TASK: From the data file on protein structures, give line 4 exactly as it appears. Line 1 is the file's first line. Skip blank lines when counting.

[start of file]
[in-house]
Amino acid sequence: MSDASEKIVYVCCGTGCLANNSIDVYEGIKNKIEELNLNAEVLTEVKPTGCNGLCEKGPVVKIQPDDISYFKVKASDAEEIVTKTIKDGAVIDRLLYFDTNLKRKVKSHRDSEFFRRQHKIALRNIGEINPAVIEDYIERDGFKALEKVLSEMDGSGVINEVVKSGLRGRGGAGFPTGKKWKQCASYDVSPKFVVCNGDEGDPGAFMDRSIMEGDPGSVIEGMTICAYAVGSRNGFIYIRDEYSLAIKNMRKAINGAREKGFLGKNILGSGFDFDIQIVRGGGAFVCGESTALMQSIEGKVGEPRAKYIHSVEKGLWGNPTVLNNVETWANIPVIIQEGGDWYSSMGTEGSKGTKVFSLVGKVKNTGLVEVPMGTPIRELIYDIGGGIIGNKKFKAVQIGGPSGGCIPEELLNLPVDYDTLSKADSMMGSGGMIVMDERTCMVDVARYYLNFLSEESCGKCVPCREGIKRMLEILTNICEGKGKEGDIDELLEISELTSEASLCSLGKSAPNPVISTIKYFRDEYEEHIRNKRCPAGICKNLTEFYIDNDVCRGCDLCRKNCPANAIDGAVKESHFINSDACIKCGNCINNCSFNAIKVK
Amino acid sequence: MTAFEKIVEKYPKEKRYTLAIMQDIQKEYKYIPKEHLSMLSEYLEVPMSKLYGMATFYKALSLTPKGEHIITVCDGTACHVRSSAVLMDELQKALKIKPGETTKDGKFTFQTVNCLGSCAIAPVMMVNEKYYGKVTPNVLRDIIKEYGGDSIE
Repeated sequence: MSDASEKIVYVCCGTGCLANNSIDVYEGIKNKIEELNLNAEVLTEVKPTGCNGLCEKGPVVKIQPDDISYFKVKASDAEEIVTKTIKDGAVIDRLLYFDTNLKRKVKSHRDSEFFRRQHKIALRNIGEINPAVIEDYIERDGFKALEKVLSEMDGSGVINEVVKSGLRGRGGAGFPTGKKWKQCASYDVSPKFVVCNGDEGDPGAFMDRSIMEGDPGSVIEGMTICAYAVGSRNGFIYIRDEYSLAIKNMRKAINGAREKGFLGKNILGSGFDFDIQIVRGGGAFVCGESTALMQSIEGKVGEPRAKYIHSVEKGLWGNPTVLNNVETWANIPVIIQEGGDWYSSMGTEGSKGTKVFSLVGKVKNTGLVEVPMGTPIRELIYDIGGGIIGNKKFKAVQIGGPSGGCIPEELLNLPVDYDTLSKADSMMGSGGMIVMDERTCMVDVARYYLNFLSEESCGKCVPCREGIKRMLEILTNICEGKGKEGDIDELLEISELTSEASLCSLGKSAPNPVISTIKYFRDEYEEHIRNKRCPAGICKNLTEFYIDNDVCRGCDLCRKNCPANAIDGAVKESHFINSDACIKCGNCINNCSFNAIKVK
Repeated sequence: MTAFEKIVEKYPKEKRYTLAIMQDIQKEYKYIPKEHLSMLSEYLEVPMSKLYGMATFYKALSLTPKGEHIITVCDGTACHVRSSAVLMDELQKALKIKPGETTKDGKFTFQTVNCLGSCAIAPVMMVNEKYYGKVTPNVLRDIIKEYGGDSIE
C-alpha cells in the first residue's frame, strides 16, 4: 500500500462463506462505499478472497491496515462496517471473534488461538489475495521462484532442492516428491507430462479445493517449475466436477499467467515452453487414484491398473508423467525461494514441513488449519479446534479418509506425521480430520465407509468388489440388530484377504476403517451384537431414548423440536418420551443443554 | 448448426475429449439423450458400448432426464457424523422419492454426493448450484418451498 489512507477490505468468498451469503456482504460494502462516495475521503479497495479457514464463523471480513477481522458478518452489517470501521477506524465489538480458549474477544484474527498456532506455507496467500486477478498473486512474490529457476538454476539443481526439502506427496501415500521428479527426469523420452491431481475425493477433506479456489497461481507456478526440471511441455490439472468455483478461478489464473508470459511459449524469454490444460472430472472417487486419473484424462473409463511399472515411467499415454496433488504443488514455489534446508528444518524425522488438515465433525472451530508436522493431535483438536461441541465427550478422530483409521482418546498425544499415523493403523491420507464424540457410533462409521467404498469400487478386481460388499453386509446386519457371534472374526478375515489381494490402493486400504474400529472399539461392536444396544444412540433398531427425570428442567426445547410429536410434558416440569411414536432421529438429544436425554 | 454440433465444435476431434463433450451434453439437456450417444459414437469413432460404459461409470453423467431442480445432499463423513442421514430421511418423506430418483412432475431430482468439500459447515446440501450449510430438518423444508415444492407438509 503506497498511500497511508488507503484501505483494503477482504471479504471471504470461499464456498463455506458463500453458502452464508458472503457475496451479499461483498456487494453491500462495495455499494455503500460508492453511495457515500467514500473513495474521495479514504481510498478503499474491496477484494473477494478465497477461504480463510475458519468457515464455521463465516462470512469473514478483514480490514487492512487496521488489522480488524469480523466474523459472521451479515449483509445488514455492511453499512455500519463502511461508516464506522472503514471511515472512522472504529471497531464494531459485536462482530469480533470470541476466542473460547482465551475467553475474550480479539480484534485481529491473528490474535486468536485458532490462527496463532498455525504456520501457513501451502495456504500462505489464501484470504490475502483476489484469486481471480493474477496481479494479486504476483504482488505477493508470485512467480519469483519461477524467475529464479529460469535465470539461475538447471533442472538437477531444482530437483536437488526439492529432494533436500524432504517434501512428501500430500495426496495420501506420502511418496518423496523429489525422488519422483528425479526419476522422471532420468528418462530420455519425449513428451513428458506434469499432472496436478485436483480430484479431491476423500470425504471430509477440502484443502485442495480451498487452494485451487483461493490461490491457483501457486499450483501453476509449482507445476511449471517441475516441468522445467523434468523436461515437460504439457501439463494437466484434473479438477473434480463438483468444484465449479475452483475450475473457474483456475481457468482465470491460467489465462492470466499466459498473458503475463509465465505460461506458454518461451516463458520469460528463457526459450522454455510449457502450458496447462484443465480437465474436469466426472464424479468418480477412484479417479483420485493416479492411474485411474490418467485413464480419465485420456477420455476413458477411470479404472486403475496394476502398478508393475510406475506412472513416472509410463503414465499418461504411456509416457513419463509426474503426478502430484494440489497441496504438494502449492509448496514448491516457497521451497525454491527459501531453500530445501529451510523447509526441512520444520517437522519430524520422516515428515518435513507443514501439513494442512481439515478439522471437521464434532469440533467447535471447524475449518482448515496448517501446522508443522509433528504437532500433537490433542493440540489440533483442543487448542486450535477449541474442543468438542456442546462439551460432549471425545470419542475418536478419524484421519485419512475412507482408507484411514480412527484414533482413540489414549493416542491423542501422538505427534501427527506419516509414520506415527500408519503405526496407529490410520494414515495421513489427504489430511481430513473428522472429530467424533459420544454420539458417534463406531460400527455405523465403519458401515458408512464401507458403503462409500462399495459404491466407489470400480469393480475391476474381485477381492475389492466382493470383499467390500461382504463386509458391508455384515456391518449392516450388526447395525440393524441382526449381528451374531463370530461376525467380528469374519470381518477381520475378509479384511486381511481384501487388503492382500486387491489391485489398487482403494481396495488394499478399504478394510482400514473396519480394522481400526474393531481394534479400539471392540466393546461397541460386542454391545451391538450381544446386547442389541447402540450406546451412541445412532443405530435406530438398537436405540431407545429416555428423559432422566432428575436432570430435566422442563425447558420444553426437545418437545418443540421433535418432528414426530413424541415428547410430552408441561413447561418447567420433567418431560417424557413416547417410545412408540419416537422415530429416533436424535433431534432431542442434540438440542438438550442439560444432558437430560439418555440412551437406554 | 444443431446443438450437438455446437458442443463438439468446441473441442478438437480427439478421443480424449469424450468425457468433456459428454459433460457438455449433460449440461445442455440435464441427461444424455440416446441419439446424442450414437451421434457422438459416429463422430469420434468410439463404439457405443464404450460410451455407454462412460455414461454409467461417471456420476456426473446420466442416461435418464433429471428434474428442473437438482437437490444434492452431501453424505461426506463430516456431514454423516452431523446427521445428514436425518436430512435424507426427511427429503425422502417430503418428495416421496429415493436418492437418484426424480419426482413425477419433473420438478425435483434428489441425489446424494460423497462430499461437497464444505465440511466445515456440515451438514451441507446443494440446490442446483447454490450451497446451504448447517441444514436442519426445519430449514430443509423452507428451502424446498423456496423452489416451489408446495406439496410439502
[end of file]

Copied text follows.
Repeated sequence: MSDASEKIVYVCCGTGCLANNSIDVYEGIKNKIEELNLNAEVLTEVKPTGCNGLCEKGPVVKIQPDDISYFKVKASDAEEIVTKTIKDGAVIDRLLYFDTNLKRKVKSHRDSEFFRRQHKIALRNIGEINPAVIEDYIERDGFKALEKVLSEMDGSGVINEVVKSGLRGRGGAGFPTGKKWKQCASYDVSPKFVVCNGDEGDPGAFMDRSIMEGDPGSVIEGMTICAYAVGSRNGFIYIRDEYSLAIKNMRKAINGAREKGFLGKNILGSGFDFDIQIVRGGGAFVCGESTALMQSIEGKVGEPRAKYIHSVEKGLWGNPTVLNNVETWANIPVIIQEGGDWYSSMGTEGSKGTKVFSLVGKVKNTGLVEVPMGTPIRELIYDIGGGIIGNKKFKAVQIGGPSGGCIPEELLNLPVDYDTLSKADSMMGSGGMIVMDERTCMVDVARYYLNFLSEESCGKCVPCREGIKRMLEILTNICEGKGKEGDIDELLEISELTSEASLCSLGKSAPNPVISTIKYFRDEYEEHIRNKRCPAGICKNLTEFYIDNDVCRGCDLCRKNCPANAIDGAVKESHFINSDACIKCGNCINNCSFNAIKVK